Tuesday, March 30, 2010

Predicting Prostate Cancer With 98% Accuracy

Most often, conventional methods of diagnosing cancer are inadequate because cancer usually spreads at a microscopic level. In a new study at the University of Texas Southwestern Medical Center, researchers found a new blood biomarker that can predict the spread of prostate cancer with 98% accuracy.

The new procedure could help medical practitioners in predicting the spread of prostate cancer from the solid tumor site into the regional lymph nodes by measuring endoglin levels in a patient's blood. The same endoglin is the plasma biomarker that has previously helped predict the spread of colon and breast cancer.

Methods currently used to predict spread of prostate cancer are Gleason grade, prostate specific antigen, and rectal exam. However, these procedures are not adequate enough to predict which cancer will spread when lymph nodes metastases are small, but clinically significant.

While pelvic lymphadenectomy is a procedure that can provide significant staging and prognostic details, it is not universally practiced on all patients. This procedure may take so much time with potential morbidity. That is why it is important to have an accurate blood marker to identify patients who will be qualified to undergo lymphadenectomy, thus sparing patients who are at low risk.

Contributed By: Monch Bravante

Friday, March 26, 2010

Detecting Alzheimer's Disease With High Accuracy

It's sad to think that as we get older, there is a chance that we may get afflicted with Alzheimer's disease – the loss of memory and mental abilities. While the condition is not a regular component of normal aging, the risk of acquiring it increases with old age.

There is no known cure yet for Alzheimer's disease, only treatments that can help improve the quality of life for those with the disease. In 2009, major advances were made in the area of accurate diagnosis of the condition. Experts from UCLA have come up with a reliable blood test for detecting Alzheimer's. Over at Mayo Clinic, MRI imaging of changes in brain activity has been analyzed with an accuracy of almost 80%.

The most accurate method, however, is developed at West Virginia University where defective memory enzymes are detected with 98% accuracy by just pricking a finger. Also, they discovered that low doses of bryostatin, a drug used in chemotherapy, can help reactivate the defective enzymes. The stage is now being set for human clinical trials to start this 2010.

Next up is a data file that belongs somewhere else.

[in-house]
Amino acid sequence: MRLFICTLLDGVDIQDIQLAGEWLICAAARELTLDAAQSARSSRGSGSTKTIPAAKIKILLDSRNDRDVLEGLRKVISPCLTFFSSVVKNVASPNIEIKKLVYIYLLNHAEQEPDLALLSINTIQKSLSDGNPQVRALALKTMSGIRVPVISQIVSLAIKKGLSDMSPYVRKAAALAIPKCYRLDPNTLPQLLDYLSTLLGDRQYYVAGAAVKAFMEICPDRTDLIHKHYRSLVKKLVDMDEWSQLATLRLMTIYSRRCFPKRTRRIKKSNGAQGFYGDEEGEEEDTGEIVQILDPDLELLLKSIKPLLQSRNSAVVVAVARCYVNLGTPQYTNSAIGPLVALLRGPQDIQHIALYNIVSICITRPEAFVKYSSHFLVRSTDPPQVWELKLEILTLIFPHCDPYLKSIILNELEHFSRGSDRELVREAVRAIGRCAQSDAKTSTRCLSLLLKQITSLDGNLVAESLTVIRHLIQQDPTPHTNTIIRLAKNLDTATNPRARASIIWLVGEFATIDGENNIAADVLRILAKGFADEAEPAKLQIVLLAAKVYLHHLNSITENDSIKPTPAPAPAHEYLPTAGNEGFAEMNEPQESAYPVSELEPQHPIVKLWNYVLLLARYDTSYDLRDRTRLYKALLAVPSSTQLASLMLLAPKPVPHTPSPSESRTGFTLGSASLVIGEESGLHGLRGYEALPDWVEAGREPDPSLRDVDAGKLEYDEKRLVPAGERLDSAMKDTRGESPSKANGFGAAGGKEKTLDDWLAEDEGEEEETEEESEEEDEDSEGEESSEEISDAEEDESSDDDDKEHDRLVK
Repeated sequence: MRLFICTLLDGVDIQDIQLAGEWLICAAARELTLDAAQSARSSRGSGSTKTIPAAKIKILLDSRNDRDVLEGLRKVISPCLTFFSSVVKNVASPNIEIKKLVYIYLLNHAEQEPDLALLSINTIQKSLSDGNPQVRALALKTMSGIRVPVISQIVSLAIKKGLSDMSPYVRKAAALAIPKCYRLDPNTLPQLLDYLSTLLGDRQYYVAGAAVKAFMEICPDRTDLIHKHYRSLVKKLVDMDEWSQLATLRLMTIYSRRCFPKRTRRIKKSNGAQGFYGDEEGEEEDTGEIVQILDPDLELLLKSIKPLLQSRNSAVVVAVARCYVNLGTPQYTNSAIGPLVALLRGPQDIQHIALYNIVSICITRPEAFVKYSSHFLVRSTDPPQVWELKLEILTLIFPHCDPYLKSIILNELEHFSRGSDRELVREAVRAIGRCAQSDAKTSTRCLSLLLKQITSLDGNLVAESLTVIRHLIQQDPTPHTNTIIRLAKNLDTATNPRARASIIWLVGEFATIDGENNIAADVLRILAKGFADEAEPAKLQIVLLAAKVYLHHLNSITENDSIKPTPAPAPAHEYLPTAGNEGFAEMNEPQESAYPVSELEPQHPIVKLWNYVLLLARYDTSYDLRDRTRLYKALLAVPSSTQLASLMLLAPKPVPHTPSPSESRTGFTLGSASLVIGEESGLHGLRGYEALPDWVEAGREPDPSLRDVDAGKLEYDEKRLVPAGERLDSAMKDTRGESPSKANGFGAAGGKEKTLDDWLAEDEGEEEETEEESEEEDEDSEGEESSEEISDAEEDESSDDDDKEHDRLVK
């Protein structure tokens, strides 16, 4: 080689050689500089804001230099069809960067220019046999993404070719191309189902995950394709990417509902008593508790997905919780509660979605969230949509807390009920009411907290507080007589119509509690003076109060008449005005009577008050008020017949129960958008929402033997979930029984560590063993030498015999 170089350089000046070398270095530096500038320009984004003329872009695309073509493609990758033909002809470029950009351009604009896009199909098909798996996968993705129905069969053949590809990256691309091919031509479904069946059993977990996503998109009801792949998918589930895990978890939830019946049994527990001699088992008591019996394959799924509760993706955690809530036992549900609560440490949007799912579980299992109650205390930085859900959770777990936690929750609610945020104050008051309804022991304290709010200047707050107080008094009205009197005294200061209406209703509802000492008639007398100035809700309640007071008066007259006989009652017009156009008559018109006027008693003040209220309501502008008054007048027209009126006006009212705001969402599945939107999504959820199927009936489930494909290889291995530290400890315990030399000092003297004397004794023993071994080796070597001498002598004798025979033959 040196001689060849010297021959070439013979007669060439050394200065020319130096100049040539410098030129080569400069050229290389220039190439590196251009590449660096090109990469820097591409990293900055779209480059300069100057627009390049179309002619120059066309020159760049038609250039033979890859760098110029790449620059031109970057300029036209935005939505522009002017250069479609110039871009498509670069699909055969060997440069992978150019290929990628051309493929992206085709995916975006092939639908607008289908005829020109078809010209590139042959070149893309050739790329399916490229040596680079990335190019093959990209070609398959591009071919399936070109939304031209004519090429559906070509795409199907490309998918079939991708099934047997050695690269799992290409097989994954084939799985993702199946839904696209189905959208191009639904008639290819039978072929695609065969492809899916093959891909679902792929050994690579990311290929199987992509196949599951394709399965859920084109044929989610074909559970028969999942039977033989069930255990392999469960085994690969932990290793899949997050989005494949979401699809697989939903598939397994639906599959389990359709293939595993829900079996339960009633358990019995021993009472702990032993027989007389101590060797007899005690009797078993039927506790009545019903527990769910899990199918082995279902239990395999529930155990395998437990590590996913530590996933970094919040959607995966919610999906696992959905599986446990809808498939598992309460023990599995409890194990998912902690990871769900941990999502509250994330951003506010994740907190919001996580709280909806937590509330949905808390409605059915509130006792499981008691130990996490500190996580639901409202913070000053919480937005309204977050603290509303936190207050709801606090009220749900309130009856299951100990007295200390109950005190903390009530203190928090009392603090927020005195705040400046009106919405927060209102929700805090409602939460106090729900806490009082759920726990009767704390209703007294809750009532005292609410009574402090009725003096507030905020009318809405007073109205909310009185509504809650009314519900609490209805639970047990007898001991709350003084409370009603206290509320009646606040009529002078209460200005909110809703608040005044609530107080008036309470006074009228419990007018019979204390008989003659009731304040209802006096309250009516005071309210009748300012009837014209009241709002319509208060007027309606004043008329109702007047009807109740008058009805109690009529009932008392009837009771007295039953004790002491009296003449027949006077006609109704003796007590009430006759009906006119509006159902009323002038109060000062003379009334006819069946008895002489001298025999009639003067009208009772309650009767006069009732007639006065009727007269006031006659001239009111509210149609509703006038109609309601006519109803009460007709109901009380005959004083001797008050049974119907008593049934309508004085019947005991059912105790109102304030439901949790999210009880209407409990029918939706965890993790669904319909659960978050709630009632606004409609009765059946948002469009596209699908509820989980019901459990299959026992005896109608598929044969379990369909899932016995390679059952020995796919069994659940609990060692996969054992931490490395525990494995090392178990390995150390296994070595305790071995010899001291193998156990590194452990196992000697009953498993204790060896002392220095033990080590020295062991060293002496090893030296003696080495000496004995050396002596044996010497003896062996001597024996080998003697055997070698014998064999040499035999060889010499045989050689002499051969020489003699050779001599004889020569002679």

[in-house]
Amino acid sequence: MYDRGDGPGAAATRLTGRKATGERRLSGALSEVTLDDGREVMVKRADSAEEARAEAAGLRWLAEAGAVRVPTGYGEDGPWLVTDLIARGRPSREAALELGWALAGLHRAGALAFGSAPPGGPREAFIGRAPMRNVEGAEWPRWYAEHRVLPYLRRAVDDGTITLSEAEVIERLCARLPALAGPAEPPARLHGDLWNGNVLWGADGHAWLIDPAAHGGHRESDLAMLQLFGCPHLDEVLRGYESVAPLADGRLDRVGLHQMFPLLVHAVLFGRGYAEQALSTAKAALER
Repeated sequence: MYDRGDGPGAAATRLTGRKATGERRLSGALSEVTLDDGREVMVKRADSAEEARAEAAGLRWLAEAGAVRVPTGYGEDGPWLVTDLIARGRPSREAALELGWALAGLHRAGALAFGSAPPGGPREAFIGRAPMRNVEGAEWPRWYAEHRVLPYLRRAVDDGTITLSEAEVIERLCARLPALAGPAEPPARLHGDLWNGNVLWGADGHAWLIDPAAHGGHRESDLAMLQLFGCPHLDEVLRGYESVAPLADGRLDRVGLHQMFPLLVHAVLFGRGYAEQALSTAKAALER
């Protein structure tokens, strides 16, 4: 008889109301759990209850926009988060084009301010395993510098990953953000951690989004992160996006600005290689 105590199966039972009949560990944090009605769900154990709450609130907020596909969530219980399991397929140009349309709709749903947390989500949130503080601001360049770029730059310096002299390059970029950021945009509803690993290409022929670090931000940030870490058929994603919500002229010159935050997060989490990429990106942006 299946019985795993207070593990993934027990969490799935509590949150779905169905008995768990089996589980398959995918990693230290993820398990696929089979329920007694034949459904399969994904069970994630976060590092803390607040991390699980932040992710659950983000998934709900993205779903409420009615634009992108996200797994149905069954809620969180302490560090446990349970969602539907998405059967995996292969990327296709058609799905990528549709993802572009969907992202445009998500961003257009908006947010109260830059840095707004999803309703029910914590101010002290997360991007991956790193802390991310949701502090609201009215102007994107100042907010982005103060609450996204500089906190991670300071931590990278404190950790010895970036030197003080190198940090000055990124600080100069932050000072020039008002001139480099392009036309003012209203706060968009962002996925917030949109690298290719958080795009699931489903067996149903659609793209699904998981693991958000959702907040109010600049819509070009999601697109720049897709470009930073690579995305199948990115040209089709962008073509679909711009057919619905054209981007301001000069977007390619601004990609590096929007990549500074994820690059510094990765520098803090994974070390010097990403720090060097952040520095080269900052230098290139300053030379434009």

Contributed By: Monch Bravante

Thursday, March 25, 2010

Heart Surgery Procedures

When serious heart conditions occur,surgeons require heart surgery to correct the problem before it becomes too late. Some of the reasons for heart surgery are:

1. Repair or replacement of heart valves that control blood flow
2. Repair of abnormal or damaged structures in the heart
3. Implant of medical devices to regulate heart rhythms or support blood flow and heart function
4. Replacement of a damaged heart with a healthy heart from a donor

One of the most commonly performed heart procedures is open heart surgery, whereby the chest wall is opened to expose the heart and the patient is connected to a heart-lung bypass machine.

Some heart surgery procedures don't require cutting open through the breastbone. Instead, only smaller incisions are made on the chest directly on top of the heart area. Other procedures don't use heart-lung bypass machine. Recently, surgeons perform heart surgery outside of the patient's body.

Experts are comparing these non-traditional procedures with the traditional method of open heart surgery to know which is better in reducing risks and faster recovery time.

Contributed By: Monch Bravante

Wednesday, March 24, 2010

Tips To Ease Computer Vision Syndrome

In this advanced age of information highway, computer eye strain is fast becoming a major health concern among office workers. Based on studies, computer-related visual problems comprised 50% to 90% of ailments complained about by computer workers such as decreased productivity, physical fatigue, and increased numbers of work mistakes.

To reduce chances of experiencing computer vision syndrome (CVS) and other symptoms of computer eye strain, here are some practicals:

1. For upstart, have an eye exam before starting on the job and do it in an annual basis.

2. Proper lighting means reducing interior and exterior light sources. Use blinds or drapes to eliminate exterior lights. Minimize bulbs and fluorescent tubes and use low-intensity lighting fixtures.

3. Installing anti-glare screen on your monitor can reduce, if not eliminate, reflections on walls and surfaces with glossy finished. Better yet, repaint these surfaces with dark hues and a matte finish.

4. Upgrade your monitor to a flat-panel liquid crystal display (LCD) with at least 19-inch (diagonal) screen size.

5. Adjust the brightness and contrast of your computer screen in relation to the lighting of the work surroundings. Optimize text size and color for eye comfort.

Contributed By: Monch Bravante